Koroing is an operation that is becoming popular to those that can afford it (mostly Premiership clubs fall into this bracket). Koro topping is extremely efficient at removing the top organic layer of the pitch however; you will effectively be starting again with a newly sown surface so your seeding rates will need to be higher.
Relieving compaction is important, and spiking as deeply as possible is required. There are several ways this can be achieved and to a depth of 250 - 300mm. Some clubs may have a vertidrain or Weidenmann which will carry out this work well, providing that the model is matched to the tractor size. Other aerators include an air injection system that will help to fracture compacted soils. Remember to check the depth of existing under soil drainage or soil heating before carrying out deep spiking.
Pay particular attention to your goalmouth and centre spot areas, and don't forget too the off pitch areas where your linesmen and spectators stand.
Fertilising: A good pre-seeding fertiliser, typically one low in nitrogen and high in phosphorus and potash, will provide the young seedling with the essential nutrients to root quickly and to resist disease. This should be worked into the surface, brushed or drag matted in. Water in if rain is not expected.
Seeding: Obtain a good quality rye grass seed mixture for your renovation. Fresh seed is important as old seed will not germinate as greatly or as well as new.
Over sow at the rate of 20 to 35g/m2. Personally, I like to keep some in reserve in case I need to over sow any thin areas later on. The important thing is to get good seed to soil contact to ensure good germination. This can be achieved in a number of ways depending on the equipment you have to hand. If you have a Quadraplay for instance you could start by surface spiking, over sowing and then continue to work the seed into the surface using the surface spiking unit and brush unit.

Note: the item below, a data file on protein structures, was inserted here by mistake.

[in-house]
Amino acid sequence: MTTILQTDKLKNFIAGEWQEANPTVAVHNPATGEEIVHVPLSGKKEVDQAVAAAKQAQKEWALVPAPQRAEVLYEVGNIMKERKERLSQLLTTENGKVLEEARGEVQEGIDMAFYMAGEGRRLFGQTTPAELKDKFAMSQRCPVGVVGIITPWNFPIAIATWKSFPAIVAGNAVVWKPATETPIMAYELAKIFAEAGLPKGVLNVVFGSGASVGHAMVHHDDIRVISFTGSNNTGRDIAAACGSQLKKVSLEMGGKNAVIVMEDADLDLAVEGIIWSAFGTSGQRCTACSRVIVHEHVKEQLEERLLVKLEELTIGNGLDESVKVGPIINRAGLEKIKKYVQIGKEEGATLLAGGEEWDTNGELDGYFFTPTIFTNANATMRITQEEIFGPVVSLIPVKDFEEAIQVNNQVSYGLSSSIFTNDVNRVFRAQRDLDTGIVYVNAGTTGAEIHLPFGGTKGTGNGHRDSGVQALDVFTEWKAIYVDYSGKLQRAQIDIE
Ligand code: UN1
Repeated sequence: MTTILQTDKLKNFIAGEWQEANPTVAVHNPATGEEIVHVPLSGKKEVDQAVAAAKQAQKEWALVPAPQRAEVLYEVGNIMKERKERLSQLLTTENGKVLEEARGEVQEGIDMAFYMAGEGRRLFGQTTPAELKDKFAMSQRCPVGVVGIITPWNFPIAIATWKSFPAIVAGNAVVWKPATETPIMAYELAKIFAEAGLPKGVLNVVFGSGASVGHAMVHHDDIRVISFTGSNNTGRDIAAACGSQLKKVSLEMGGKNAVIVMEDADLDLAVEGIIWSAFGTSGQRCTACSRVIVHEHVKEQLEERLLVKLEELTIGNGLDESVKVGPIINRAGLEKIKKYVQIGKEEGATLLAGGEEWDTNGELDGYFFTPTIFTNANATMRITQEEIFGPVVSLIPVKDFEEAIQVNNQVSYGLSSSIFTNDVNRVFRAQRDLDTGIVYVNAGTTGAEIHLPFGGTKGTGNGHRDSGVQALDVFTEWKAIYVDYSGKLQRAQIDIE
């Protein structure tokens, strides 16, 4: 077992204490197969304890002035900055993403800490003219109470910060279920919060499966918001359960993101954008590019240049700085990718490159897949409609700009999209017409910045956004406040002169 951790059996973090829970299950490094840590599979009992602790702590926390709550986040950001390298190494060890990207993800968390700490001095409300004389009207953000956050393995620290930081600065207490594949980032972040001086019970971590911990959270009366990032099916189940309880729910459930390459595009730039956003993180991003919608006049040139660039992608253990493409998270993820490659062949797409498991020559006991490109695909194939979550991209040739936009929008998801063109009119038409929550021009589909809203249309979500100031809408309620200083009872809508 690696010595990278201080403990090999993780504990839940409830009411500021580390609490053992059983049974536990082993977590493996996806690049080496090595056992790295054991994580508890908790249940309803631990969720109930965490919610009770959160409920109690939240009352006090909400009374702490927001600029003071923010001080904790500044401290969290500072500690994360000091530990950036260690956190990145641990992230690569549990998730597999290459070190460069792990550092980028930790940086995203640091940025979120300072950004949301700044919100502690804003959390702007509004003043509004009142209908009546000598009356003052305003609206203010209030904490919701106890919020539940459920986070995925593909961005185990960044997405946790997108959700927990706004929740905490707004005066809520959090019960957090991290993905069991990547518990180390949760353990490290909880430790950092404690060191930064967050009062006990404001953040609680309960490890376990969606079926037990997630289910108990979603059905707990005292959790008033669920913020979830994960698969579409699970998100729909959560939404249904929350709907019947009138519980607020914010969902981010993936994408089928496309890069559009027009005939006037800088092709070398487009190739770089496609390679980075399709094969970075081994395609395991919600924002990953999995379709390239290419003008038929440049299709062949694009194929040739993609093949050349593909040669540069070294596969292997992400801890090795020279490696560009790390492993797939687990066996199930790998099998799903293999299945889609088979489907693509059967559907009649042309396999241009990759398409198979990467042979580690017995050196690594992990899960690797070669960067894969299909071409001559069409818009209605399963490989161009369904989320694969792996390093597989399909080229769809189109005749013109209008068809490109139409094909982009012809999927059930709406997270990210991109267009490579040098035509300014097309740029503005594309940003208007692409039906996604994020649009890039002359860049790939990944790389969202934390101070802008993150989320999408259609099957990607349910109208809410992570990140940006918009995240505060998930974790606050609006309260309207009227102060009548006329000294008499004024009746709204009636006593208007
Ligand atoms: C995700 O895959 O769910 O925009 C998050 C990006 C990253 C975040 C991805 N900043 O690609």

Traverse the pitch in as many different directions as possible to work the seed into the surface (Quadraplay or not, the important thing is to get as many surface holes as possible for the seed to work its way into the surface, so a sarrel roller could complete this task equally well in combination with a brush).
The roller can be lowered on the final run to firm the surface and ensure good soil to seed contact. Alternatively the use of seed drills will help to bury the seed into the surface and at a depth where it won't be subject to drying out. This method will produce a linear seeding pattern and it is best to complete two passes or more at a slight angle to the first.
Topdressing: Chosen wisely for compatibility with your current root zone is an essential ingredient to ensuring good surface levels. If you employ the services of an agronomist then he will have advised you of the best topdressing for your situation. This may typically have been a medium to fine sand and of a quantity of 60 to 80 tons per pitch.
If you are using a general topdressing of say 70/30, you should be aware that this could have high clay content, despite the high percentage of sand, that could give you some problems later. It would be wise to ensure you know what is being supplied.
If you cannot afford to topdress, you may consider hollow coring, recycling them by breaking them up and drag matting them back into the surface. If the construction of your pitch is a sand slit system, then topdressing regularly with compatible sand will be required to ensure that the slits do not become capped over.